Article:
News release from secretary of state’s office
Nashville, Tennessee – (August 24, 2016) – Tennessee’s first ever statewide Student Mock Election is off to an amazing start. As of today, more than 170 schools across the state are registered to participate, meaning an estimated 76,000 students will do something most kids can’t: vote for president of the United States.
Now the Secretary of State’s office is also rolling out an essay contest to encourage students to be actively engaged citizens. Essays topics will be about voting and length requirements vary by grade level. Schools may submit two essays at each grade level. Winners from each level will receive a TNStars 529 College Savings Program scholarship worth $100, $250 or $500 in addition to a trip to the State Capitol. Continue reading
In a “guidance” message sent to public school system directors last week, the state Department of Education declares – contrary to some suggestions – a new law requiring high school students to take a civics test does not require they get a passing grade for graduation.
“All public high school students, including the class of 2017, are expected to participate in the civics test; however, a passing grade is not a requirement for graduation,” said the guidance sent by email on Thursday.
As reported by the Kingsport Times-News, there has been confusion over whether passage of the test was required for a high school student to graduate under the law, which was approved in the Legislature and signed by Gov. Bill Haslam last year, though it doesn’t take effect until Jan. 1, 2017. Continue reading
NASHVILLE, Tenn. (AP) — Tennessee students would have to pass the U.S. citizenship and immigration services’ civic test before getting a high school diploma under legislation advancing in the state House.
The measure sponsored by Republican House Majority Leader Gerald McCormick of Chattanooga (HB10) was approved on a voice vote in a House education subcommittee on Wednesday.
The legislation is similar to other measures being proposed across the country.
In order to pass, the Tennessee bill requires students to answer at least 60 percent of the questions correctly. They will be allowed to take the test as many times as necessary to pass.
The companion bill is awaiting a vote in the Senate Education Committee.
Note: For more detail, see previous post HERE.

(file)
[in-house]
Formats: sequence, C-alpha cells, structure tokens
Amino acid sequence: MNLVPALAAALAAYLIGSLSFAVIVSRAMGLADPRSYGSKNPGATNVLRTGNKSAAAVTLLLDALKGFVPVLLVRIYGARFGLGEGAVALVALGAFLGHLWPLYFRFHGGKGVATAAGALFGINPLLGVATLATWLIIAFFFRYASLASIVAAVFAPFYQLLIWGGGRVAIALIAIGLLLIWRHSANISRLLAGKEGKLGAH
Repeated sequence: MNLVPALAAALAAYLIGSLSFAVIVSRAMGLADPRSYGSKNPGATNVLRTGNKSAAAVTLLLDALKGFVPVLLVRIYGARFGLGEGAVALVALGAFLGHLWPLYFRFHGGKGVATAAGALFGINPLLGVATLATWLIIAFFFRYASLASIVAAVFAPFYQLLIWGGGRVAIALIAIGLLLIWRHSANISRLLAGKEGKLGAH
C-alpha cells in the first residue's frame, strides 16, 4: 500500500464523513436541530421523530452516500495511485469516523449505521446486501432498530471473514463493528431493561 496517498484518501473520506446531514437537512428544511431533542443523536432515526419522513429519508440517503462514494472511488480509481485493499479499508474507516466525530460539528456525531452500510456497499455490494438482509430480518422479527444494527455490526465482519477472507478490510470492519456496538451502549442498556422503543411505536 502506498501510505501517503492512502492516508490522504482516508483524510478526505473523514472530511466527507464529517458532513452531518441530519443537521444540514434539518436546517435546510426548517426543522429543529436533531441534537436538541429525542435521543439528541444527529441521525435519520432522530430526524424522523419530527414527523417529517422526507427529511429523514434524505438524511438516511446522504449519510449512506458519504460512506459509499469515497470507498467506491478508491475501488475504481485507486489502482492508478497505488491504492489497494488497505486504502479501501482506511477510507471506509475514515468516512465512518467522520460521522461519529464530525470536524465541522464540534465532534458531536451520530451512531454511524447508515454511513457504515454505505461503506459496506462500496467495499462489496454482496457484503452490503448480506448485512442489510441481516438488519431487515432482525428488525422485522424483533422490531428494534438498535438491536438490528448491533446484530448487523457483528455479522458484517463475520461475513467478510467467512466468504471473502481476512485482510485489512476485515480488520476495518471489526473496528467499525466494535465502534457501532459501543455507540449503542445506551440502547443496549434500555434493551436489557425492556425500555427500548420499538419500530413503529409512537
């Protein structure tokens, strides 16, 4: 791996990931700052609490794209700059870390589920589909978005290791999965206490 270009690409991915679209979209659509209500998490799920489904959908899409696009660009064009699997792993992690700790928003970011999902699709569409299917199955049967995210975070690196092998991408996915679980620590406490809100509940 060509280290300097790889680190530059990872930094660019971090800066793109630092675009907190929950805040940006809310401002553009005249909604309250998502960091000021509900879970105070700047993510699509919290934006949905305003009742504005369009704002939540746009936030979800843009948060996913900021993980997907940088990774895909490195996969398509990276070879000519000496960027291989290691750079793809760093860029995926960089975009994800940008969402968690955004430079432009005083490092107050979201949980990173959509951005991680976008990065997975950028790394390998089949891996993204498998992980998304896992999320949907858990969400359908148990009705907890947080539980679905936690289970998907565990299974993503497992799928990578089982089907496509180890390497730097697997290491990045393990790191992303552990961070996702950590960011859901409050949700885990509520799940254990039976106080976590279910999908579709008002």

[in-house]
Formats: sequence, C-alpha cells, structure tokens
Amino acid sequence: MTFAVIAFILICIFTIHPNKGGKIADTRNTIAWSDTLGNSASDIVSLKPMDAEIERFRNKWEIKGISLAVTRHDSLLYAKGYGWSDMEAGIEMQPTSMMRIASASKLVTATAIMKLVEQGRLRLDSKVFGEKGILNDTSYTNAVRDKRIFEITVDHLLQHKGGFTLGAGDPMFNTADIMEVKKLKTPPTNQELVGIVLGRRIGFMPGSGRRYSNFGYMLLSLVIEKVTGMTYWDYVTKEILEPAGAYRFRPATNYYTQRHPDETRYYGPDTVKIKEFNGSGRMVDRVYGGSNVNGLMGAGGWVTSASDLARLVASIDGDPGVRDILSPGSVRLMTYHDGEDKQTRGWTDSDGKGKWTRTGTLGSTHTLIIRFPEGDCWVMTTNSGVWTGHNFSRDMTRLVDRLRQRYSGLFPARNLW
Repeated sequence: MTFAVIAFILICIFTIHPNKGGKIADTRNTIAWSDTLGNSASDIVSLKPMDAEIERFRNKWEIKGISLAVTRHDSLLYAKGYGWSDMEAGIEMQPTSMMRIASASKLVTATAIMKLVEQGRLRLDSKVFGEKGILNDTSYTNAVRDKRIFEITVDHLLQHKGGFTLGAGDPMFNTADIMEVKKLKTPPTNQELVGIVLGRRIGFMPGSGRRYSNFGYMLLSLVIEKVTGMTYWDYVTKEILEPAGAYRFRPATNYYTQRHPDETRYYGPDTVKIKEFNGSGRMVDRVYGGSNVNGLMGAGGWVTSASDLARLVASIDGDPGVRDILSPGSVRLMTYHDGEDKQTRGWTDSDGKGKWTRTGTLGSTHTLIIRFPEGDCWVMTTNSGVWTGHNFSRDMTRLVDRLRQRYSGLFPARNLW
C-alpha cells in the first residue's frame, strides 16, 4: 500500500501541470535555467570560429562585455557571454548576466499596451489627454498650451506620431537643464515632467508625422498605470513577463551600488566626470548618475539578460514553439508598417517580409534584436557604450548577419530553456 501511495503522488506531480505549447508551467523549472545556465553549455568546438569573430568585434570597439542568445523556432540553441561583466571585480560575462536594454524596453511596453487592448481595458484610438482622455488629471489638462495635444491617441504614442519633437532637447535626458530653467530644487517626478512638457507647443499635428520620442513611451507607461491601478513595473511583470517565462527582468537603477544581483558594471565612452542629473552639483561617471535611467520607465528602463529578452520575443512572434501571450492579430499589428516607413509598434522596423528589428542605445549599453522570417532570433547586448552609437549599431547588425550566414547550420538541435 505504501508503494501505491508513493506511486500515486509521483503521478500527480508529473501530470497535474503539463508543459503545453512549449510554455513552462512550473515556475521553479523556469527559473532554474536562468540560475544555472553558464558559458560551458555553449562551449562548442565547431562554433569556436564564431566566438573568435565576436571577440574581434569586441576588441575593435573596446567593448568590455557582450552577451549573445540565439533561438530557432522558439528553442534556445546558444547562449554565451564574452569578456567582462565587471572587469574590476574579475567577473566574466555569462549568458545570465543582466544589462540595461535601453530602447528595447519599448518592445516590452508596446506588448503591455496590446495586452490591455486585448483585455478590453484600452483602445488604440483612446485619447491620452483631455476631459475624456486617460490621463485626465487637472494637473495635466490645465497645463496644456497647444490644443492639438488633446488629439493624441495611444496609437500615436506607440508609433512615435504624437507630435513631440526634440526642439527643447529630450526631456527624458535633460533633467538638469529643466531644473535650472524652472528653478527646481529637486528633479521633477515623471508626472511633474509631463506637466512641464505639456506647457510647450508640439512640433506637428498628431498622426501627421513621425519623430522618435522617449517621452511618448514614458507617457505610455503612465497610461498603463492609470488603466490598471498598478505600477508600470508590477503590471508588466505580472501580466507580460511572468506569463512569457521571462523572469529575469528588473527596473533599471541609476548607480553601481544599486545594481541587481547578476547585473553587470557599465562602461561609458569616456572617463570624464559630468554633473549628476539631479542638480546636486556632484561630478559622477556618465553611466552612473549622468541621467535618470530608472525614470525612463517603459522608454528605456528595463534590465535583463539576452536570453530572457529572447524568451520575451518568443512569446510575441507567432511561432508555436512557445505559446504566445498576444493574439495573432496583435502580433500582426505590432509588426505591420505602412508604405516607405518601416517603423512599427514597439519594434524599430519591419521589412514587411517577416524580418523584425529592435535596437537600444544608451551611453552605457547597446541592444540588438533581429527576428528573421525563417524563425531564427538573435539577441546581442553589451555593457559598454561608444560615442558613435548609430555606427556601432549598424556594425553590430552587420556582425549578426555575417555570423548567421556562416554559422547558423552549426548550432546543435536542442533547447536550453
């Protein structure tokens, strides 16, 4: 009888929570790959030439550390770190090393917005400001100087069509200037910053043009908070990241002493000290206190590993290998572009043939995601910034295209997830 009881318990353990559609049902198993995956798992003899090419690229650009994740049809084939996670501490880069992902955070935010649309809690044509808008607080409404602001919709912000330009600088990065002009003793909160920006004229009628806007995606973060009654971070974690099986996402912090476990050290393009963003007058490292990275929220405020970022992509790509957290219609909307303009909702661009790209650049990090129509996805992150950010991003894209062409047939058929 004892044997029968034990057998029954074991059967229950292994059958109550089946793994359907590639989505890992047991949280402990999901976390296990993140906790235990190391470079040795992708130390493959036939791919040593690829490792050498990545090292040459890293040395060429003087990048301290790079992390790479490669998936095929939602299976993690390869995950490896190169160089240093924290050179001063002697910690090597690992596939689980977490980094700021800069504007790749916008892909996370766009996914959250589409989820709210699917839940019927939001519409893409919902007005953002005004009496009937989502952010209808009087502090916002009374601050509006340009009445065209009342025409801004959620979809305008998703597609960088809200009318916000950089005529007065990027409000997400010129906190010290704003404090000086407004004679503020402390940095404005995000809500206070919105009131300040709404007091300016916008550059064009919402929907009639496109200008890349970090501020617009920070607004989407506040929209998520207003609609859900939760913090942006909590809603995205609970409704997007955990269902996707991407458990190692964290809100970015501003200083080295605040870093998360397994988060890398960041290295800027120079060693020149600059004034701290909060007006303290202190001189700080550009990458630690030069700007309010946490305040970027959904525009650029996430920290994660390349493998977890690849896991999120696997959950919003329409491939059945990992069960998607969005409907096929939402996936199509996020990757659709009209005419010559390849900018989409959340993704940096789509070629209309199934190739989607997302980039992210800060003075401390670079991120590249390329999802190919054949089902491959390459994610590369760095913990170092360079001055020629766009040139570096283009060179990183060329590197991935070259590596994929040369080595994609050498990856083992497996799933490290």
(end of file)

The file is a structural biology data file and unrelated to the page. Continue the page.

News release from Sen. Lamar Alexander:
WASHINGTON – U.S. Senator Lamar Alexander (R-Tenn.) released the following statement about today’s report on American students’ achievement in history on the National Assessment of Educational Progress (NAEP) released by the National Assessment Governing Board:
“For middle school and high school students, U.S. history remains our students’ worst subject and we must do better,” Alexander said. “We are making some minor gains, but our students are still performing poorly in history. We need to return U.S. history to its rightful place in the classroom so that our children grow up learning what it means to be an American.”
The NAEP U.S. history assessment for 2010 measures “students’ knowledge of American history in the context of democracy, culture, technological and economic changes, and America’s changing world role.” The results show students’ understanding of the themes, periods, and ways of knowing and thinking about U.S. history, according to the National Assessment Governing Board. The 2010 results are compared to three previous assessment years — 1994, 2001, and 2006.
The 2010 results show that more than half of 12th graders tested are performing below the Basic level. For example, 88 percent of 12th graders don’t understand the reasons the United States fought in World War I.
In 1986, during Alexander’s last year as governor of Tennessee, he was asked by then U.S. Secretary of Education Bill Bennett to lead a study group named the Alexander-James Study Group on the National Assessment of Educational Progress. The group recommended the creation of what came to be called the National Assessment Governing Board to oversee the National Assessment of Educational Progress, often called the Nation’s Report Card.
Every year, Alexander brings onto the Senate floor 50 teachers of U.S. history, as part of the Presidential Academy for outstanding history teachers across the nation. Sen. Alexander proposed the creation of Presidential and Congressional Academies for outstanding teachers and students as part of his maiden speech on March 4, 2003 and was the author of the American History and Civics Education Act of 2004 which authorized the creation of the Academies.